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Music in the Making

Music In The Making: In Fine Feather

We’re winging it this week, with ornithological excerpts by Respighi, Delius, and Messiaen. None of the works, however, are swan songs.


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It turns out that birds of a feather do flock together in this episode of Music in the Making. We’ll hear an ornithological array of music by Respighi, Delius, and Messiaen, all inspired by birdsong.

Ottorino Respighi
Madeline Grimoldi
Ottorino Respighi

Ottorino Respighi: Gli Uccelli (“The Birds”)
Moores School Chamber Orchestra; Jaemi Blair Loeb, conductor
Moores Opera House

Italian composer Ottorino Respighi was no stranger to incorporating birdsong into his music–the third movement of Pines of Rome utilizes the recorded sound of a nightingale played at the end of the piece. In his orchestral suite, “The Birds,” he imagines several birds in separate movements, including a dove, a hen, a nightingale, and a cuckoo. Each of the movements is based on earlier composers’ depictions of these feathered friends, with music by Rameau, Pasquini, and others.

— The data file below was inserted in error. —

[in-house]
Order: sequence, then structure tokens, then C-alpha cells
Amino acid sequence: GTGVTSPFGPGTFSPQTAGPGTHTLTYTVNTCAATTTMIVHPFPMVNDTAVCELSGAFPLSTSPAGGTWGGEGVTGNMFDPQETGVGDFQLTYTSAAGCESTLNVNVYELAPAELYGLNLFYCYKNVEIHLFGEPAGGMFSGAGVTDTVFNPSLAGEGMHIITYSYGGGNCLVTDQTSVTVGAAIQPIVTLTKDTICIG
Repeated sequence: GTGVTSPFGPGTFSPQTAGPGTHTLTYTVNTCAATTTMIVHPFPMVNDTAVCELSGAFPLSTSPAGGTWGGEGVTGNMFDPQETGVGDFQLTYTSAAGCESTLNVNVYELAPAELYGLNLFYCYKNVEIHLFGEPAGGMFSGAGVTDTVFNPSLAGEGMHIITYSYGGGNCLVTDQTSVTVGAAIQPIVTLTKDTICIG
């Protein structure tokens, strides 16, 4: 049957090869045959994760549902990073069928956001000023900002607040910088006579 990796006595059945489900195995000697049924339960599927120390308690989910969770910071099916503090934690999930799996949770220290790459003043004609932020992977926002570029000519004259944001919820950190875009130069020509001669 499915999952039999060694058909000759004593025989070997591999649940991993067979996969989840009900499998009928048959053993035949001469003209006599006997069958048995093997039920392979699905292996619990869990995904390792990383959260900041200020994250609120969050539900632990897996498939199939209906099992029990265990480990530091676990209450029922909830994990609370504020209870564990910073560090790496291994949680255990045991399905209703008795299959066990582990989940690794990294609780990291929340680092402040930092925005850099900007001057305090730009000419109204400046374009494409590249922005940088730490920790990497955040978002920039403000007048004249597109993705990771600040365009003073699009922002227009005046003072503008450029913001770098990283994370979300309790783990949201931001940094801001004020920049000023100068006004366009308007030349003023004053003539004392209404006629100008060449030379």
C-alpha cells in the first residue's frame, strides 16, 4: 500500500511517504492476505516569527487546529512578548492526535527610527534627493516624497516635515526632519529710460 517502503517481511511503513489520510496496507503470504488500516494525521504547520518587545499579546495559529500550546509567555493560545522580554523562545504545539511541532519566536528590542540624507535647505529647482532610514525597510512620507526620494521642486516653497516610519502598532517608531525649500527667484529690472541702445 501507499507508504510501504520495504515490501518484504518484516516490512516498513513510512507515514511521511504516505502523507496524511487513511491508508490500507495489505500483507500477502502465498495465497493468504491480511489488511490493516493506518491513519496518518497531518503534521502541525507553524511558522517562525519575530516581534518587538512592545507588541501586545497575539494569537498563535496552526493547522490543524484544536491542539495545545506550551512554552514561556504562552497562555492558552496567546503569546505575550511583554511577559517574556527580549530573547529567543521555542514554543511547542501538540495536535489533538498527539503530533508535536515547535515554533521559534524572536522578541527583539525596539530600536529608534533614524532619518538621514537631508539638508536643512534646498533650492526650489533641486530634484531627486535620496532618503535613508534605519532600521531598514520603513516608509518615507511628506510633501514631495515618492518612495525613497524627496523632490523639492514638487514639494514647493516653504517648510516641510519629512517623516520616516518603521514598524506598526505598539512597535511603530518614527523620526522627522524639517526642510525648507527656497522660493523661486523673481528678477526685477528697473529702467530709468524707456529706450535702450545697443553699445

Frederick Delius
Bergen Public Library, Norway
Frederick Delius

Delius: “On Hearing the First Cuckoo in Spring,” from Two Pieces for Small Orchestra
Moores School Chamber Orchestra
Moores Opera House

English composer Frederick Delius was heavily influenced by Norwegian composer Edvard Grieg. In fact, Grieg was responsible for convincing Julius Delius, Frederick’s father, to allow his son to pursue a career in music. In “On Hearing the First Cuckoo in Spring,” the first movement of “Two Pieces for Small Orchestra,” Delius quotes “In Ola Valley,” one of Grieg’s Norwegian Folk Tunes, while the clarinet imitates the cuckoo’s call.

Olivier Messiaen
Studio Harcourt
Olivier Messiaen

Olivier Messiaen: Oiseaux exotiques
Shepherd School Chamber Orchestra, Brian Connelly (piano), and Larry Rachleff (conductor)
Stude Concert Hall

Throughout his career, Messiaen was inspired by bird calls. His teacher, Paul Dukas, famously told him, “Listen to the birds! They are great masters,” a suggestion which the young composer took to heart. In fact, no other composer was as preoccupied with these sounds–Messiaen faithfully transcribed the songs of birds, and in orchestrating them, frequently sought to recreate their timbres as accurately as possible by combining multiple instruments to find an appropriate tone color. In Oiseaux exotiques, or “Exotic Birds,” Messiaen brings together an entire aviary, featuring species from India, China, Malaysia, and the Americas.


This episode originally aired Sunday, May 21st, 2017. Catch Music in the Making every Sunday at 7:06 PM on Classical.